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PAGE 6 | NOVEMBER 2013


Take the chill out of winter bills BY AMBER BENTLEY, National Rural Electric Cooperative Association


the winter. Read on for ways to save energy when the temperature drops.


B


Thermostat Setting Lower your thermostat to 68 degrees (or lower). If you decrease the temperature by just one degree, you can save up to 5 percent on heating costs. Consider a programmable thermostat that you can set to lower the temperature when away from home and increase before you come back.


Adjust Blinds and Curtains Keep them open to let in sunlight during the day, and close at night to keep heat inside and protect from drafts.


Hot Water Temperature Reduce hot water temperatures: Heating water accounts for 12 percent of the average home’s energy use. Set your water heater’s thermostat to 120 degrees or lower—that’s usually sufficient for a household’s hot-water needs. Also, if you’ve had your water heater for more than 12 years, you might want to consider replacing it with a more energy-efficient model.


Seal and Insulate This is the best way to keep heat in and air out. Areas that may need sealing include corners, cracks, door frames, and windows.


Replace old appliances Consider replacing old appliances, doors, and windows with ENERGY STAR- rated models. You can save about 15 percent of your normal energy use with


etween holiday houseguests and shorter, colder days, electric bills tend to climb in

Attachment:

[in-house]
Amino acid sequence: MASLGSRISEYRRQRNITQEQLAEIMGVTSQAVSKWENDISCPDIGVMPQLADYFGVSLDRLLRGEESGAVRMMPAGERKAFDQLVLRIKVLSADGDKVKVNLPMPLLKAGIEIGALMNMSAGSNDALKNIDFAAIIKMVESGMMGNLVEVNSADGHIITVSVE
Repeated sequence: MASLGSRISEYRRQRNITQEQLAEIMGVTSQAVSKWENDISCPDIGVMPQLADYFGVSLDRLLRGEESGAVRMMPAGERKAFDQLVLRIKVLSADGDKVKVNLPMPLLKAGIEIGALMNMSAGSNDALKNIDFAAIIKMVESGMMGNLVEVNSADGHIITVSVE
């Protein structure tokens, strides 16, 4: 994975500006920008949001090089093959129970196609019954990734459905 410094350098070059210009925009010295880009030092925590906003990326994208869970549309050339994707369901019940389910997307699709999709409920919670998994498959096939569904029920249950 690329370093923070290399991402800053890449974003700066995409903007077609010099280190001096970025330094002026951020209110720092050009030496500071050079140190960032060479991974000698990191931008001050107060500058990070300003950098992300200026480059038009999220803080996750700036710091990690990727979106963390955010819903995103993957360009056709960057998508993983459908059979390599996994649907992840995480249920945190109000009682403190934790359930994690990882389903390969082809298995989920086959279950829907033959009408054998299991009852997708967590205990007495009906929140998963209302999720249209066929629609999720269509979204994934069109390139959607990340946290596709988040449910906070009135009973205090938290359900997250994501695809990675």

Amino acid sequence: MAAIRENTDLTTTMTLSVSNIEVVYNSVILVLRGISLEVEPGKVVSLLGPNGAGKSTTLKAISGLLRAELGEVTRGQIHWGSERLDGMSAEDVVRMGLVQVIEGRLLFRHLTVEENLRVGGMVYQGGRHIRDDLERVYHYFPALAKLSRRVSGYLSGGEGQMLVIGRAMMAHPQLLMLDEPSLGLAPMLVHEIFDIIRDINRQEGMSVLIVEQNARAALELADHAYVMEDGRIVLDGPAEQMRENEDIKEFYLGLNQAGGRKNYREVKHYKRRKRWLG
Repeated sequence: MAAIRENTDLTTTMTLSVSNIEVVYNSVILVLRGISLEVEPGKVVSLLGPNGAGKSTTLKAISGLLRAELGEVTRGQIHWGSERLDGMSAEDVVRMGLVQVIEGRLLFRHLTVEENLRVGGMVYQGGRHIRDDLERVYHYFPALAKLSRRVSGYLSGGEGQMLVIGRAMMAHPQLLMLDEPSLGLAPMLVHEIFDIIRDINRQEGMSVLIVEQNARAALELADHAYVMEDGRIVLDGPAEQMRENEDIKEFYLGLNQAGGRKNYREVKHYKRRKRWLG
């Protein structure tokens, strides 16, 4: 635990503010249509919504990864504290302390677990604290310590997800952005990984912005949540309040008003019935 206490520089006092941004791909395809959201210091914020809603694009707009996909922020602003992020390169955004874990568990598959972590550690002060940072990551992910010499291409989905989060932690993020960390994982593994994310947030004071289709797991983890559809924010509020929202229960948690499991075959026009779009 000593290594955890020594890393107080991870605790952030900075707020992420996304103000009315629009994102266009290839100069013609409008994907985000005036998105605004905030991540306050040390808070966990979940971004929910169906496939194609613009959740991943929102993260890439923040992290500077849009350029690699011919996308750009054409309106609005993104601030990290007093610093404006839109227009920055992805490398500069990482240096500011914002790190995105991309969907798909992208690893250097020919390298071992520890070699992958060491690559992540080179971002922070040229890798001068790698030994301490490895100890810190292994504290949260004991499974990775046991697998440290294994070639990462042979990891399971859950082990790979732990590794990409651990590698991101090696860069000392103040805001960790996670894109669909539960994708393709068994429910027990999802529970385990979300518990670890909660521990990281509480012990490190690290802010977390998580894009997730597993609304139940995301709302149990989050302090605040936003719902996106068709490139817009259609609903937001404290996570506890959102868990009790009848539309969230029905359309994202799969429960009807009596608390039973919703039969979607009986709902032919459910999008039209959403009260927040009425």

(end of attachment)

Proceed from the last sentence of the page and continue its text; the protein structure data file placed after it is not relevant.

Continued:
SEALING CRACKS AND GAPS AROUND DOORS AND WINDOWS IS A GREAT WAY TO KEEP WINTER DRAFTS AT BAY. SOURCE: TOUCHSTONE ENERGY®


COOPERATIVES


these appliances and get better insulation on doors and windows for the price you pay. ENERGY STAR-rated items meet special efficiency standards set by the federal government.


Free Your Vents HVAC (heating, ventilation, and air conditioning) systems will have to work twice as hard if vents are blocked by rugs, furniture, or doors. Keep vents clear for proper air flow.


Keep Food Cool Don’t make your fridge work too hard. A temperature set between 34 and 37 degrees Fahrenheit is usually sufficient.


Use LED lights A special holiday tip: Use LED lights to decorate. They’re up to 75 percent more energy efficient than traditional incandescent lights and last much


longer—but check for an ENERGY- STAR rating before you buy. Cheaper LEDs tend not to last as long or be as durable.


Visit www.tcec.coop for more ways to save.


Sources:


http://blog.togetherwesave.com/ “Five Action Steps to Winter Energy Usage”


http://energy.gov/energysaver/articles/top- 10-tips-save-energy-and-money-winter


http://energy.gov/energysaver/articles/tips- save-energy-during-holidays


Amber Bentley writes on consumer and cooperative affairs for the National Rural Electric Cooperative Association, the Arlington, Va.-based service arm of the nation’s 900-plus consumer- owned, not-for-profit electric cooperatives. n


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